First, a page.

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We’ve heard it before. If there is anything assured in one’s life as an entrepreneur, it is debt and taxes. The headlines in recent days have once again proven this right: The proposed tax on sugar and the fact that the country’s debt reached P14 trillion.
I fully support government’s initiative to generate and source as much funds as it can. The President has a lot of plans to improve both our physical and digital infrastructure so as to facilitate the easier flow of goods. Many more plans are in place to entice the foreign investments that we badly need to ramp up economic activity and generate more jobs. On the debt side, we have to continue to honor our obligations in order to maintain our credit standing in the international community.
However, I believe we must tread carefully, especially with the sugar tax proposal, because it directly affects another sector that will have a critical role in our planned growth path: the MSMEs. The tax on sugar will raise the cost of the inputs of many food vendors and impact consumers.
We count more than a hundred locally made delicacies that have sugar in them, and they can be found in all the regions of the country. Just to drive home the point, here is a list, per region, of the native delicacies that small entrepreneurs manufacture and sell. Most of them are variations of starch, water and sugar.
NCR: sapin sapin, bibingka, hamonado, sapin-sapin, putong polo; Region 1: kalamay, strawbery jam, peanut brittle, ube halaya, lengua de gato, lemon pie, carrot pie, choco flakes, tupig, puto kutsinta; Region 2: tupig, buko pie, pastillas de alcala; Region 3: pastillas de leche, halo halo, inutak, buko pie, ube de leche, ube halaya, tamarind balls, polvoron, dayap cookies, ube suman, nilupak, iniruban, tupig, tibuk-tibuk (maja blanca), linga candy, ginipa, inipit, silvanas, biko, ensaimada, puto pulo, candied nuts; Region 4: ube halaya, peanut brittle, kalamay, buko pie, puto, broas, pinagong; Region 5: pili nuts, nilubak, puto bukayo, biniribid; Region 6: biscocho, piaya, barquillos, pinasugbo, butterscotch, sans rival, silvanas, budbud, napoleons; Region 7: peanut kisses, kalamay, broas, polvoron, dried mango, otap, rosquillos, masareal, broas; Region 8: roscas, bukayo, lubid-lubid, camote candy, coco balls, binagol, moron, bocarillos; Region 9: banana chips, bodbod, kakanin biko, kutchinta, puto, bibingka, lokot-lokot, bukayo, mangosteen candy; Region 10: hamon, candied cashew nuts, muron, turones de mani, ube cheese sticks, dulceta jam tarts, pina-yema, binangkal, piñasitas, binaki; Region 11: chocolate snacks and drinks, durian pastries/candies, durian pastel, lemon pie, cinnamon rolls, hopia, dried candied fruits, yema, sweetdisal, choco bread, local donuts; Region 12: banana chips, tinagtag, dried candied fruits, ube pie, durian pie, cassava delight; CARAGA: palagsing, nilusak/nilupak, piyaya, salvado coconut biscuit.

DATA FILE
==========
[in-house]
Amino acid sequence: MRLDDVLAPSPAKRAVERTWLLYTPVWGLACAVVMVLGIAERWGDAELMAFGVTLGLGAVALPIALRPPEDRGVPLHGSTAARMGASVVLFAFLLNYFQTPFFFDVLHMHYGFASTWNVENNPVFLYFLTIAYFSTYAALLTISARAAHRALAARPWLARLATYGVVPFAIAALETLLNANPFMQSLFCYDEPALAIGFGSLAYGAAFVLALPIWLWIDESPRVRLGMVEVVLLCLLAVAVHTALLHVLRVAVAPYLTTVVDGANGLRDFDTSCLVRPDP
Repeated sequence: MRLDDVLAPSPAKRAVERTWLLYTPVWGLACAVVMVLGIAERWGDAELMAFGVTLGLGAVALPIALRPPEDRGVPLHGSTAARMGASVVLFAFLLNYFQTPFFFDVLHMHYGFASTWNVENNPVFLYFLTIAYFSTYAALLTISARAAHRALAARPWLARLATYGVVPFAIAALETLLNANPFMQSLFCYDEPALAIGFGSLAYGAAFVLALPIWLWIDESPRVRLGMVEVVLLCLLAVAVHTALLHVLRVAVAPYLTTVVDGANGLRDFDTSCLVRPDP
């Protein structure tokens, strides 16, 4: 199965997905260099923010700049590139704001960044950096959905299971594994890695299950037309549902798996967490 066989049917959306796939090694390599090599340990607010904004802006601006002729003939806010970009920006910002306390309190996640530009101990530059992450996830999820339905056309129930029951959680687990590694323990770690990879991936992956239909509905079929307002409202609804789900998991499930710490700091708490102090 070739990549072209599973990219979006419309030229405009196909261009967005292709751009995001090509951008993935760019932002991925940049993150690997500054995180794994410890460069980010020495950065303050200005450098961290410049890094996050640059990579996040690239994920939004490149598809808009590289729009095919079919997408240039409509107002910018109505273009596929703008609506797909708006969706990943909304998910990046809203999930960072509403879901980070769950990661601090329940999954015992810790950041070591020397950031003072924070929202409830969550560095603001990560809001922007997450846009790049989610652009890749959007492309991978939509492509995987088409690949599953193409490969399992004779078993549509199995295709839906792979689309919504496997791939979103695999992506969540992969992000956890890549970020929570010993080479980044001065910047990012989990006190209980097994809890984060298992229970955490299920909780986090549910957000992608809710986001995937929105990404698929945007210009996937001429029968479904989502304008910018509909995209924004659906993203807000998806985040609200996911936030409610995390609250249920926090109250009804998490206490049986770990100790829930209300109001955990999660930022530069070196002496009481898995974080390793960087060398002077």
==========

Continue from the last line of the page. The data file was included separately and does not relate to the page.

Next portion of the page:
When we conduct our various Go Negosyo entrepreneurship mentoring programs throughout the country, there is almost always a small, home-based entrepreneur making and selling delicacies such as these. What’s more, there are plenty of success stories among the graduates of our Kapatid Mentor ME program who started out baking cakes and pastries and who eventually made it big. They went on to register their businesses, establish bigger facilities and employ more people in their communities.
The tax on sugar will also affect even smaller entrepreneurs. Sugar is a primary ingredient in street food staples like taho, banana-que, dirty ice cream, gulaman at sago and buko juice, which are sold by one-man operations, or nanopreneurs. As for pre-packaged sugary snacks, the sari sari store owners will now have to shell out more puhunan just to maintain their stock.
I understand that the proposal for the sugar tax is seen to benefit the population by curbing obesity, which reports say has doubled in the last 20 years. But we have other ingredients, such as fat and sodium, that are just as dangerous to health and yet people continue to consume them. People will eat what they want to eat, even with clear and repeated warnings from doctors.
I have to agree with some of our economists that this sugar tax will hit poor consumers more gravely and might slow consumer spending, eventually affecting our GDP growth. In short, imposing the sugar tax now may not be the best time for a consumer-led economy like the Philippines. Not for a country where almost all enterprises are MSMEs, and where most business are only starting to recover from the pandemic.
We must also bear in mind that many of these MSMEs are still carefully balancing their financial position. A lot of them live day-to-day; they are in that delicate stage where any revenue goes back into the business so that they can grow it. Even minor disruptions in this flow can throw them off their operations, and then force them to take their chances with usurious lenders or to close shop, or both.
Why care at all about how MSMEs will be affected by taxes when we still have the large corporations who no doubt each pay a lot in taxes? The truth is, even these large corporations depend on the health of the enterprises down the line. They are their connection to both the supply and market side of their operations.
It is also in the best interest of the nation’s coffers that MSMEs grow and eventually enter the formal sector. If they grow, they will be confident enough to seek bigger – which means formal – financing, and then they will be active participants in our economy, i.e. they will become taxable businesses. This is the more sustainable and inclusive path.